Experts Hopeful about Closing Racial Gaps for COVID Shots
Wednesday, March 17, 2021
ST. PAUL, Minn. - Despite higher COVID illness and death totals, certain minority groups in Minnesota are getting fewer vaccinations. However, there are signs the racial gaps could soon grow smaller.
Black Minnesotans are among the groups seeing lagging numbers of COVID vaccinations, according to state health officials. For those age 15 and older who have received the vaccine, just 3.5% are Black residents while 90% are Caucasian.
Craig Helmstetter, managing partner of APM Research Lab, said it mirrors what's happening nationally, and one key underlying factor is that inoculation efforts have focused on older people.
"And by and large, the white population is older than most populations of color across the country," he said, "and so, from that standpoint, it's not surprising that we see vaccination rates higher among white populations."
As more age groups become eligible, he said, more people of color are likely to receive COVID shots. However, Helmstetter and other experts have said policymakers could have done a better job prioritizing minority groups when vaccination efforts began. He noted that coronavirus variants still are a concern. State health officials say they're doing targeted outreach with community groups and mobile vaccination clinics.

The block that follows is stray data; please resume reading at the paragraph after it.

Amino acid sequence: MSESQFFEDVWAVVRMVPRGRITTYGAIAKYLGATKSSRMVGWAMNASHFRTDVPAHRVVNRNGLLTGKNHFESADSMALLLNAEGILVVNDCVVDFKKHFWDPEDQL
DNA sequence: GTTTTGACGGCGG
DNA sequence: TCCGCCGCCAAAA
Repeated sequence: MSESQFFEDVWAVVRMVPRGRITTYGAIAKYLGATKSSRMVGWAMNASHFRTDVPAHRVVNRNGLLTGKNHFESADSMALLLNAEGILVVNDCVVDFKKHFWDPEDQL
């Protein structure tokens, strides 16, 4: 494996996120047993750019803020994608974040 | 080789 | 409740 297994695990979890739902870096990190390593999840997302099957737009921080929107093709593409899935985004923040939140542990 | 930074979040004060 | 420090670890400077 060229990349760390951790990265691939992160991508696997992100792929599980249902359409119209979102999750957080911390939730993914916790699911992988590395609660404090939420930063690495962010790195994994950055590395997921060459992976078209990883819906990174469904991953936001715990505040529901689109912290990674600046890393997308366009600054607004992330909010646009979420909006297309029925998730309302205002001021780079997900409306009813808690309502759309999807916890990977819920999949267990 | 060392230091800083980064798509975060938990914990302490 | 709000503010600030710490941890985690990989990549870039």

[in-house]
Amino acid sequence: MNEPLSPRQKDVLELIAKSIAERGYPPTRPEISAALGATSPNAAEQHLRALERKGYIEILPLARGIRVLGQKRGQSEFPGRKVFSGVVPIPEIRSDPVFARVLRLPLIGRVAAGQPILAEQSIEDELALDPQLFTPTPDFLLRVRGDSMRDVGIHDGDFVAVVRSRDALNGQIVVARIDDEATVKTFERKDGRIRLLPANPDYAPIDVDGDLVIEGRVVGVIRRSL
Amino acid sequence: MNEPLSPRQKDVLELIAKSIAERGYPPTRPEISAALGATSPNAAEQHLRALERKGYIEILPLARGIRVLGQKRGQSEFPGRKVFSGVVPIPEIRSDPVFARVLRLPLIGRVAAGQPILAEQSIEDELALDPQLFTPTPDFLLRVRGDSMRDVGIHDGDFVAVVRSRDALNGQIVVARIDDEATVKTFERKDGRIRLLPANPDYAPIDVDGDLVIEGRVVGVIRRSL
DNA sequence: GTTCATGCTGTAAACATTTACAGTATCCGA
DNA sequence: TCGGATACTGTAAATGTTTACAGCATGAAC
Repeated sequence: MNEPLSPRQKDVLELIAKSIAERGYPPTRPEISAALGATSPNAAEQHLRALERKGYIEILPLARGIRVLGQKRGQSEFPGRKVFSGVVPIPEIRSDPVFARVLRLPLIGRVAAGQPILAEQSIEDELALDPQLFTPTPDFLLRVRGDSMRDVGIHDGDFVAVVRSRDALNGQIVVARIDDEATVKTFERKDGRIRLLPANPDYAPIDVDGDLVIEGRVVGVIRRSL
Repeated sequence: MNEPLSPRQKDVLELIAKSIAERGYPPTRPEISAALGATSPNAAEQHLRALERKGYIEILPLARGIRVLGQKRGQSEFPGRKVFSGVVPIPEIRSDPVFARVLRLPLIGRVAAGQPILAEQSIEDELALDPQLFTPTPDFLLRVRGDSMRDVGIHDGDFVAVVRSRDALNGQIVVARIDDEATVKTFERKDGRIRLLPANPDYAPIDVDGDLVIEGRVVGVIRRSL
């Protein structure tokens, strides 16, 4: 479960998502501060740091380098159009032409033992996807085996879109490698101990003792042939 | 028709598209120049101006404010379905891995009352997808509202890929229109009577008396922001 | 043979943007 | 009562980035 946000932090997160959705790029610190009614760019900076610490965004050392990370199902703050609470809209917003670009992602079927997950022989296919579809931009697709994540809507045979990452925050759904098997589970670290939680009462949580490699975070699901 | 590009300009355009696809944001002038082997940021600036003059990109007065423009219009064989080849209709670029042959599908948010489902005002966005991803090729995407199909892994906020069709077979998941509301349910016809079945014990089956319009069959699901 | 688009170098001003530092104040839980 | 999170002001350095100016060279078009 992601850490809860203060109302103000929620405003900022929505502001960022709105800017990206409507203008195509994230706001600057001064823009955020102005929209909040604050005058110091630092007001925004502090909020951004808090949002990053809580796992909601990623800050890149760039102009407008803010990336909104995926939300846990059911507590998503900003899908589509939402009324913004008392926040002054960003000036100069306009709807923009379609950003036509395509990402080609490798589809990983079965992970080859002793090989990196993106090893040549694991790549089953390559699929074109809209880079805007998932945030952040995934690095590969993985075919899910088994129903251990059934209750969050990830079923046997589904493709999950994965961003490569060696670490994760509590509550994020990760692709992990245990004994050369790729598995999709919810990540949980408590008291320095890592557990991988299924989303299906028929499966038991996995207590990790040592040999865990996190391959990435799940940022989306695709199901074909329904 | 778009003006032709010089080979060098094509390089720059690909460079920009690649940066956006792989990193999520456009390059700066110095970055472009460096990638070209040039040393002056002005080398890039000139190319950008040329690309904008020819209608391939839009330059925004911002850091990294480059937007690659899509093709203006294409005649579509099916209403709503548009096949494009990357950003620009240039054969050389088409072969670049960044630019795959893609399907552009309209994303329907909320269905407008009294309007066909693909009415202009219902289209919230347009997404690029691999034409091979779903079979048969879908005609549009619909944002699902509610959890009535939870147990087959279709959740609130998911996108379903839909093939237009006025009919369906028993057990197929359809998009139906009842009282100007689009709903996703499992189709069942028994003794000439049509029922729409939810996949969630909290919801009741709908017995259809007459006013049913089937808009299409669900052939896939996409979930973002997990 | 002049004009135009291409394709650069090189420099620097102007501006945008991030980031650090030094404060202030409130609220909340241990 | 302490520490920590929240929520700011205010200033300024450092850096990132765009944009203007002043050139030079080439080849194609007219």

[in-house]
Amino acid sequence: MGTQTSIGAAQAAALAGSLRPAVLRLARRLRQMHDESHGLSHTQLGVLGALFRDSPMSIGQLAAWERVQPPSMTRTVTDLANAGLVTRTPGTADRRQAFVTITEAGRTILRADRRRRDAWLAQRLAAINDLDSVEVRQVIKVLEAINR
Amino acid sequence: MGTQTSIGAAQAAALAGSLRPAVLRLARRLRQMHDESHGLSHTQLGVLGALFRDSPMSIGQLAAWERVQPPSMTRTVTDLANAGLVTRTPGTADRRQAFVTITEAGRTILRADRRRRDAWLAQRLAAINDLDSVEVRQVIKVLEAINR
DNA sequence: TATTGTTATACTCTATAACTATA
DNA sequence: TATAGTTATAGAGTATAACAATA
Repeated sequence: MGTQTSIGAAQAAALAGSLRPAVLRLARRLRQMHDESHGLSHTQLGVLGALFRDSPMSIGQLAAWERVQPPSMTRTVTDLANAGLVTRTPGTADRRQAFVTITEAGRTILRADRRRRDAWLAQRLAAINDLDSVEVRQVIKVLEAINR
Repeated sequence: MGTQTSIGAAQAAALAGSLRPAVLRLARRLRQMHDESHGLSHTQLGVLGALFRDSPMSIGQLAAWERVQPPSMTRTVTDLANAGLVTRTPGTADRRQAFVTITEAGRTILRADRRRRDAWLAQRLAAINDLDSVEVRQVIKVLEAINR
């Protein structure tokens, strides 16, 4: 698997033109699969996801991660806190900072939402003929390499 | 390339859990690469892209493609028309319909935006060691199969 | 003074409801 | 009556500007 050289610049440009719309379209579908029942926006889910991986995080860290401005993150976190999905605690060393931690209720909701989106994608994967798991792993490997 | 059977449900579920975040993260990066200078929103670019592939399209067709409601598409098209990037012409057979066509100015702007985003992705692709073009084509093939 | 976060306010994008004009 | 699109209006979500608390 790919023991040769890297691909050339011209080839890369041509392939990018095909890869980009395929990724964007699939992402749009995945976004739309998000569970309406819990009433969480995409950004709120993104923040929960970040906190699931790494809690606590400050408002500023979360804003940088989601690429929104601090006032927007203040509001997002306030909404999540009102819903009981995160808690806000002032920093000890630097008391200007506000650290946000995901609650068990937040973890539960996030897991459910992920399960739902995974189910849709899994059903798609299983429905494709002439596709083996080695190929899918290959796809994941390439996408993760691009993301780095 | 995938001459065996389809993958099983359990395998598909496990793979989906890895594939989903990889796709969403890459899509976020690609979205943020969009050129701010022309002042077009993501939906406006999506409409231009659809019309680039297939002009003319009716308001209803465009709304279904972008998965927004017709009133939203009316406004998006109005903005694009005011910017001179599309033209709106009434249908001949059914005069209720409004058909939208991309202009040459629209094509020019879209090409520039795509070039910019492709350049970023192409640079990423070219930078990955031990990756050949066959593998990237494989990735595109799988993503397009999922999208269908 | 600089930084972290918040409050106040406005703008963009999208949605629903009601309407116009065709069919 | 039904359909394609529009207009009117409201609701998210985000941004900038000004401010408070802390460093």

Also in Minnesota, the COVID death rate for Asian-Americans is relatively high compared with other states. Helmstetter said this group is being vaccinated at lower rates, which also bucks what's happening nationally.
"Although the Asian population is not the largest population in the state, it is a population that's having a lot of impacts and so far, not matching the vaccination rate of whites," he said, "and so that's an issue of concern."
However, Helmstetter cited encouraging news for Indigenous populations, which have seen higher vaccination rates. To date, more than 1.2 million Minnesotans have received at least one dose of a COVID vaccination. The health department has said racial data for inoculation efforts only has been available for a short time, but it now can put the state on a better path toward equity in this area.
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